by Rod D. Martin
February 18, 2008

Violence continues to drop dramatically in Iraq as the Bush-McCain Surge continues to work its magic, and as Iraqi civilians continue to join their government in eliminating the foreign al Qaeda terrorists who’ve made their country hell.

Which just makes it all the sadder that we remain forcibly subjected to a daily diet of “the war is lost” propaganda over here.

From that canard to the disgraceful slander that “Iraqis aren’t doing enough for themselves” to the painfully ludicrous (but still occasionally repeated) lie that al Qaeda isn’t even in Iraq, the left continues to bet its future on America’s defeat, no matter what they have to say to achieve it; just as Bill Clinton claimed throughout the 1992 elections that the then-growing economy was “the worst economy in fifty years.”

He would have lost that election but for Ross Perot. But you can’t count on things like that, Ralph Nader notwithstanding.

What gets lost in all of this is that this war has liberated 25 million Iraqis from a brutal dictator, Iraqis who are coming together across religious and ethnic lines to build what is slowly becoming only the second free nation in the region. Also lost are the 25 million liberated Afghans, whose previous rulers were known for executing young girls who committed the crime of learning how to read. And of course, little details like the Bush foreign policy’s successes in Korea, encouragement of the several successful color revolutions, and “persuasion” of Libya to not only give up its nuclear weapons program but store it in Oak Ridge, Tennessee get missed by these folks as well.

They get missed for good reason, too: the media doesn’t cover them.

It has become almost cliche among conservatives that “you know we’re winning because Iraq’s not on the front page anymore.” Abu Ghraib, the non-scandal about non-torture in which some American soldiers put women’s underwear and an occasional leash on Iraqi prisoners (which, for many Democratic voters in San Francisco, would otherwise be called “going clubbing”), was front page news for six solid months. In 2007, “the surge is a failure” was front page news for two months before the first surge troops showed up in Iraq.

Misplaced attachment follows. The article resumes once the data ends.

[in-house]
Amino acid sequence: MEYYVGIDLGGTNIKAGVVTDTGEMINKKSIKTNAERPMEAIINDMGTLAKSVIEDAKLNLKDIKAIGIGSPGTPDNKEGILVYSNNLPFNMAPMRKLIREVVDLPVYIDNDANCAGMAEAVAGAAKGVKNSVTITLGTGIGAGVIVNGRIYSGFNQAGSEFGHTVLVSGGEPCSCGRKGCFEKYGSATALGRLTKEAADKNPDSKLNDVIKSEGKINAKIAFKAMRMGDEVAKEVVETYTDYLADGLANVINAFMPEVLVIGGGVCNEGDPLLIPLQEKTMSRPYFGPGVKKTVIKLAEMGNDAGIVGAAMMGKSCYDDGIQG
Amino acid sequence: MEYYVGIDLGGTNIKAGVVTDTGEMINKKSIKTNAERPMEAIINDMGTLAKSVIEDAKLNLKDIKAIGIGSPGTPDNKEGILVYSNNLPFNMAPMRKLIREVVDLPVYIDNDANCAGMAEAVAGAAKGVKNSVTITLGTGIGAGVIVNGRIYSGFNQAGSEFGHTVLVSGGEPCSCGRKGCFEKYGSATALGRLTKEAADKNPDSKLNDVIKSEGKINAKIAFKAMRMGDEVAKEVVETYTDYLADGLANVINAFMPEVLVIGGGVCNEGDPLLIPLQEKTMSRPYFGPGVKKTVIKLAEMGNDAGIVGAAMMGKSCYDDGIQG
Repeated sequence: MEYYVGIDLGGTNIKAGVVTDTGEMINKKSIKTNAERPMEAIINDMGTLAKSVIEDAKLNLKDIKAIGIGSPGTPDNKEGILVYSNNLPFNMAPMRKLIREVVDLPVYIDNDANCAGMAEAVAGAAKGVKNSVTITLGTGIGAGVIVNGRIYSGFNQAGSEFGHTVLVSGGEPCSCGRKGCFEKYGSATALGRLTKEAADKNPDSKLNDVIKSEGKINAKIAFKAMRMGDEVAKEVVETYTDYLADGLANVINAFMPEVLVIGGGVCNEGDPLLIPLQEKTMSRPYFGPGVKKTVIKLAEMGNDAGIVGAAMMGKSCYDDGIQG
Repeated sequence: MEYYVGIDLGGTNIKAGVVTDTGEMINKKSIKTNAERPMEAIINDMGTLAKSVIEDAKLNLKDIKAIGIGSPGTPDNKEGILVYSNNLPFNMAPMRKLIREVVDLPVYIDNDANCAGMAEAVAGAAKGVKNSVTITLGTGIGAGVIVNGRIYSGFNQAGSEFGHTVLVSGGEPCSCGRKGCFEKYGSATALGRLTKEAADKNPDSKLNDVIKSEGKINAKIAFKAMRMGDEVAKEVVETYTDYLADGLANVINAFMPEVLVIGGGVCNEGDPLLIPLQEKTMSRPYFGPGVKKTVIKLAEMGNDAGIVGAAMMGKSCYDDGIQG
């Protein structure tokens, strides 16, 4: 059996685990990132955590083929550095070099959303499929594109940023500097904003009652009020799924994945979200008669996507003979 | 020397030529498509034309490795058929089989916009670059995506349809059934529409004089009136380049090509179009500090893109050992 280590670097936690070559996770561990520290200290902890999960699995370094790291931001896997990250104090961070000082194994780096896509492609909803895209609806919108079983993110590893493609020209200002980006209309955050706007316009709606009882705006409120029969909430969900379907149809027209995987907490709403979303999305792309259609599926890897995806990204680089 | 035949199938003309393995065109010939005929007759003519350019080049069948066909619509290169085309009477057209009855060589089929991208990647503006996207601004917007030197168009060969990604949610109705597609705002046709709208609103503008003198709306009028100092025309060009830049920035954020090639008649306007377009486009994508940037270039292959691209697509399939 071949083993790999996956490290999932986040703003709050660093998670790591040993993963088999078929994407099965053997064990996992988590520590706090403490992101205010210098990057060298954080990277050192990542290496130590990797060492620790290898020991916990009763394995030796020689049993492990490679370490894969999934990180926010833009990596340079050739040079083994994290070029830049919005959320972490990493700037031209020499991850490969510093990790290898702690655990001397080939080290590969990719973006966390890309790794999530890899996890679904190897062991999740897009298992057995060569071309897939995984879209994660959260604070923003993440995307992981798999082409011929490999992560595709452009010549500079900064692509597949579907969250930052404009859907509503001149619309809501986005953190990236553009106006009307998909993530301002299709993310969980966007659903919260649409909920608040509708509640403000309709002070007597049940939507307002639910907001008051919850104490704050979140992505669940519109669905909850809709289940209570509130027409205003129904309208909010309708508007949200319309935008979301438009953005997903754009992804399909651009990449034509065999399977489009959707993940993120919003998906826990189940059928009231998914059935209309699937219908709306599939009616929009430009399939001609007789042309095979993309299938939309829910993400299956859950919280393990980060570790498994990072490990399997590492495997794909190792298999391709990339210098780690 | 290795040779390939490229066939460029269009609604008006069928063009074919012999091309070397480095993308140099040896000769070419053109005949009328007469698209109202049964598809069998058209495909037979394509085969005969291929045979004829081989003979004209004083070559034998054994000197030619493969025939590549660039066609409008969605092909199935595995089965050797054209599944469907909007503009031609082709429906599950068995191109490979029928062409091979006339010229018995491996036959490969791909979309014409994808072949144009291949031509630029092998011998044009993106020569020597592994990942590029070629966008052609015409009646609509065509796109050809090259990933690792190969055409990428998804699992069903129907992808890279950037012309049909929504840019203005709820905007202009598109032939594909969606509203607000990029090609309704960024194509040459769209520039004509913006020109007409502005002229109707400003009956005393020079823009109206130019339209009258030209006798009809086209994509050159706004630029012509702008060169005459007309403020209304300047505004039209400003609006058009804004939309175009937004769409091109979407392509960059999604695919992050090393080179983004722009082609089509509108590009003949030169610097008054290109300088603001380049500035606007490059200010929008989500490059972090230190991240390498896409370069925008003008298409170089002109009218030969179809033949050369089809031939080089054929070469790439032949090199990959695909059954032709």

But where are the stories now?

And particularly this one: where is the story about the heroic American soldiers who are giving 25 million Iraqis hope, racial and religious reconciliation, and a chance at a future without terror and without tyranny, at the cost of only a few more lives than the same al Qaeda enemy killed in one morning in New York on September 11, 2001? The story about how those soldiers, going back again and again, volunteers all, are keeping al Qaeda from capturing the second richest pool of oil reserves in the entire Middle East and using that money to nuke our cities?

You don’t see that story. And you won’t. But know this: we are winning, and we’re winning because George W. Bush is patient enough not to expect this war to easily resolve in the span of a two-and-a-half hour movie. As Hillary Clinton is finding to her horror, the Democratic Party is not a party of grown-ups, not even by her diminutive standards: they expect the action movie ending in time to make it to their double feature (well, except of course when they don’t, as in Bosnia, Kosovo, Haiti, etc.; but I digress). Giving them the keys to the White House will mean children running American foreign policy.

And if that should happen, get ready: all those millions of real people, real women, real ethnic minorities, real everything they say they care about, will go back into slavery and death. They’ve promised it, and they will deliver. And every one of our soldiers who’s given her life will have done so in vain.

That’s what this election is about.